Punk stalwarts give diehard fans their all

Bouncing Souls

San Francisco Bath House, Wellington, February 4

Reviewed by Simon Sweetman 

The curse of the late-starting Monday night gig, particularly on a night when the weather broke: there were only the diehards in attendance.

New Jersey punk band Bouncing Souls deserved a larger audience, but the quartet stepped up and fired out a set of songs from across their quarter-century history, playing as if they were headlining a packed stadium gig.

Lead singer Greg Attonito might even be the closest thing to a crooner that punk rock has offered; his almost incongruous peppy, preppy, march-along dance antics are all part of the finger- snapping fun.

Crucially, Bouncing Souls have mastered the light-hearted approach without the cartoon element, the boorish clowning and belligerent stroppiness that so many modern American punk acts have on speed-dial.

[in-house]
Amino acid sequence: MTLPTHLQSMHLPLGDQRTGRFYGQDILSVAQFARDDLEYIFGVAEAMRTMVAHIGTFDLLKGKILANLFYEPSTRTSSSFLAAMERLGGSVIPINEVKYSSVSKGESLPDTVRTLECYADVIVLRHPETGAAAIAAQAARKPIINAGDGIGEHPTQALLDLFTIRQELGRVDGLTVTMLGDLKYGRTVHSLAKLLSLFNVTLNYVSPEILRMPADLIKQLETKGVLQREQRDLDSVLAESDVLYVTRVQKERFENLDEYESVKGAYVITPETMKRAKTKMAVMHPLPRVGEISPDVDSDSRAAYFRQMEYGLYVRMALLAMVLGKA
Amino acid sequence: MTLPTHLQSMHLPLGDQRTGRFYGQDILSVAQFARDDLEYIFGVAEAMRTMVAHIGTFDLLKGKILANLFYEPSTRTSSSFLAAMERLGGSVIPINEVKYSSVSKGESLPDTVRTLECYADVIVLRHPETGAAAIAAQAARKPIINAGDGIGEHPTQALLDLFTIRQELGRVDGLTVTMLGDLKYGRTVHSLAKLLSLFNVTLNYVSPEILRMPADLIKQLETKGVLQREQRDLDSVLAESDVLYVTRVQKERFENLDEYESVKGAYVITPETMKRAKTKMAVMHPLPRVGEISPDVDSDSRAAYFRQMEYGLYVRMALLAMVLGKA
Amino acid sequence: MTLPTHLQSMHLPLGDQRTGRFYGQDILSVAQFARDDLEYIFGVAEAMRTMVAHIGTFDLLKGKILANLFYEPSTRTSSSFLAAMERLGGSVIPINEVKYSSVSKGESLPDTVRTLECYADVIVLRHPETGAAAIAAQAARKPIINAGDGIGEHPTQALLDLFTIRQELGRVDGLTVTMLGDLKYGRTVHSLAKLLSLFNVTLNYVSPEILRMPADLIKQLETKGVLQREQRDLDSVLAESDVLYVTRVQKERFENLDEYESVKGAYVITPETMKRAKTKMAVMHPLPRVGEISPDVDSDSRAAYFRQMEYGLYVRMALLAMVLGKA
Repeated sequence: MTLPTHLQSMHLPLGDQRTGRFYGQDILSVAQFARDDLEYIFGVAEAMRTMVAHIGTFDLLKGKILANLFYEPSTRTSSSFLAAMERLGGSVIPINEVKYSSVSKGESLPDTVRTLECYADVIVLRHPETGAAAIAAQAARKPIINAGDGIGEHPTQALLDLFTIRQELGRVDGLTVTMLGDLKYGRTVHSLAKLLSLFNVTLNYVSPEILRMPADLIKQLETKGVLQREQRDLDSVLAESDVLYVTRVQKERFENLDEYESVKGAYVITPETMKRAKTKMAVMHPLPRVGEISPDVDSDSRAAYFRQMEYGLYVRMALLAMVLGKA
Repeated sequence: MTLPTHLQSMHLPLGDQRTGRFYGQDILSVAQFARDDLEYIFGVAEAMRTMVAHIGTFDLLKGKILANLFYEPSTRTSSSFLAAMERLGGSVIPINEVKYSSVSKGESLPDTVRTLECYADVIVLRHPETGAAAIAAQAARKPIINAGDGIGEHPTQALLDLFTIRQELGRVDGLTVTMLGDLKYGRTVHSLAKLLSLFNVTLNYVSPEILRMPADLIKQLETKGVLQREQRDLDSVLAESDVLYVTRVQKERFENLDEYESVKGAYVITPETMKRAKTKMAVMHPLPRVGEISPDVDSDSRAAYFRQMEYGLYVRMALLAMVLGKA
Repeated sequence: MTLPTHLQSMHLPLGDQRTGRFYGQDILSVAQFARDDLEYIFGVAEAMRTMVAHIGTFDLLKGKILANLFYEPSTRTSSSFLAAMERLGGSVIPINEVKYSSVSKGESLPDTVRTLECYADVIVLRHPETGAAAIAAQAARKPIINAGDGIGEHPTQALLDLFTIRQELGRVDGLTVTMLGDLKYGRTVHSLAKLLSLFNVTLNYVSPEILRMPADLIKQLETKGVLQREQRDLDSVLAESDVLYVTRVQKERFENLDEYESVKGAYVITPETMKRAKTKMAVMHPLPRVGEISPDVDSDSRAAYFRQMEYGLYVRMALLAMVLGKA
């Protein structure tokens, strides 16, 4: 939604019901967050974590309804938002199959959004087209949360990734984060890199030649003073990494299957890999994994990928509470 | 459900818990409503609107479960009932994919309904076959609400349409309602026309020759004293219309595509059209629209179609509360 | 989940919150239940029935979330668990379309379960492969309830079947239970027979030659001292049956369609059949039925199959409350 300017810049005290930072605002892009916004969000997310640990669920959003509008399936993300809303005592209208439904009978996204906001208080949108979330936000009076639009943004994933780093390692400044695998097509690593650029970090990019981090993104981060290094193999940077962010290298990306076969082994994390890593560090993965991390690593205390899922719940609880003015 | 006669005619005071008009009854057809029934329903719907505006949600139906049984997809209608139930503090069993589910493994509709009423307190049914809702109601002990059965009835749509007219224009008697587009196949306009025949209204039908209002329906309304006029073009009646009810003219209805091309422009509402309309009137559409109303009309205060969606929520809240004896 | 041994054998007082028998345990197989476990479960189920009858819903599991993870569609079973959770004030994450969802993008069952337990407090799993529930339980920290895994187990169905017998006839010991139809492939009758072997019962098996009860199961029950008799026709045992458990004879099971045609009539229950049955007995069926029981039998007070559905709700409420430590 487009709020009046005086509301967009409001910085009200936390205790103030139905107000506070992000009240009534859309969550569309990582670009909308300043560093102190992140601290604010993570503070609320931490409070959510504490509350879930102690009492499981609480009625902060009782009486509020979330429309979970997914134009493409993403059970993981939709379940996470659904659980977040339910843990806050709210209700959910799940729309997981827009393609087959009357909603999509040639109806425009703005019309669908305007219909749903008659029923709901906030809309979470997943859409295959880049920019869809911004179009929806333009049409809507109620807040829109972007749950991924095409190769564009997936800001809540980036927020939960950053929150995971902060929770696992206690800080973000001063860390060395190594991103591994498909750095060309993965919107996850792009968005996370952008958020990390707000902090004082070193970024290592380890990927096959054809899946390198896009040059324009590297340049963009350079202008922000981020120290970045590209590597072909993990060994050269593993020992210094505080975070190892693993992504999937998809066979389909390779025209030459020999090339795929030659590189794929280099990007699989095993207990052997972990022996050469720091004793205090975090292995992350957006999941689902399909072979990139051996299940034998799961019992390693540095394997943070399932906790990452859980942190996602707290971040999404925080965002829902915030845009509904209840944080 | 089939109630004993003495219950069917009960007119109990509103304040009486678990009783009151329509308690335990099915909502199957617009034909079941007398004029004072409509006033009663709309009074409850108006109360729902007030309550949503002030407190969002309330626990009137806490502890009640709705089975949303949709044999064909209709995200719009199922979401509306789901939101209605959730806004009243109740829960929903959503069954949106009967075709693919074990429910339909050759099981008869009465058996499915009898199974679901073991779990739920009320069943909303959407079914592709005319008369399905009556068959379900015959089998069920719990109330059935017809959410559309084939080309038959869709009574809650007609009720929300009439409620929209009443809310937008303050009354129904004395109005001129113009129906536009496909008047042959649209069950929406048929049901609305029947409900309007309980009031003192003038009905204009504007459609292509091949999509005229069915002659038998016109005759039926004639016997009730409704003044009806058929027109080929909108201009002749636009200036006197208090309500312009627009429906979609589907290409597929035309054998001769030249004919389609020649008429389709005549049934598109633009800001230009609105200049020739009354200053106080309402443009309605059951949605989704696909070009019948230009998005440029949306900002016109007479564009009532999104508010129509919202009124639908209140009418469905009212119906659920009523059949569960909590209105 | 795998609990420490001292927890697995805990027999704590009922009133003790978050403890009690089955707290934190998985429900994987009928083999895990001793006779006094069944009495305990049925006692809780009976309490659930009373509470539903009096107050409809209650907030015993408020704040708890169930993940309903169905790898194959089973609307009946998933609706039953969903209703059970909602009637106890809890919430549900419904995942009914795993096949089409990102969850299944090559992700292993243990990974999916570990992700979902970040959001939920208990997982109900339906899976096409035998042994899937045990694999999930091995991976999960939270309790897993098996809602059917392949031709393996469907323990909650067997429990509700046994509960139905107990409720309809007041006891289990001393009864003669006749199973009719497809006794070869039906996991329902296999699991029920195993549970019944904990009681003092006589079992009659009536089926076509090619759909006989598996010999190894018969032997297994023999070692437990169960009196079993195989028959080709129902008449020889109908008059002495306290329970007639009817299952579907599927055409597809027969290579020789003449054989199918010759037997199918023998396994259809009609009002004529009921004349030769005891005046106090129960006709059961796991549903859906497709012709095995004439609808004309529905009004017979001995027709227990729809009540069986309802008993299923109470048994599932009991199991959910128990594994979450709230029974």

This was about music, every step of the way. The songs, driven home hard by drummer Michael McDermott, burst into life and showed depth, moving away the generic upbeat approach of post- 1980s bratty punk to roll and tumble, to show light and shade. McDermott's grasp of dynamics was often astounding.

Bouncing Souls kept the committed fans happy with singalong moments and Attonito was not remotely fazed when he was joined by keen audience members after a chance to stage- dive or to wrap an arm around him and do their very-bad-best to share the microphone.

The joy in performance was palpable, the energy never dipped and though, as a genre, this kind of punk music is far from my favourite type of music, I couldn't fault what I saw and heard.

What I saw was a great band nailing many of their best songs, pleasing their fans, and giving a great performance despite a lack of numbers. And what I heard was a band of seasoned pros.

The Dominion Post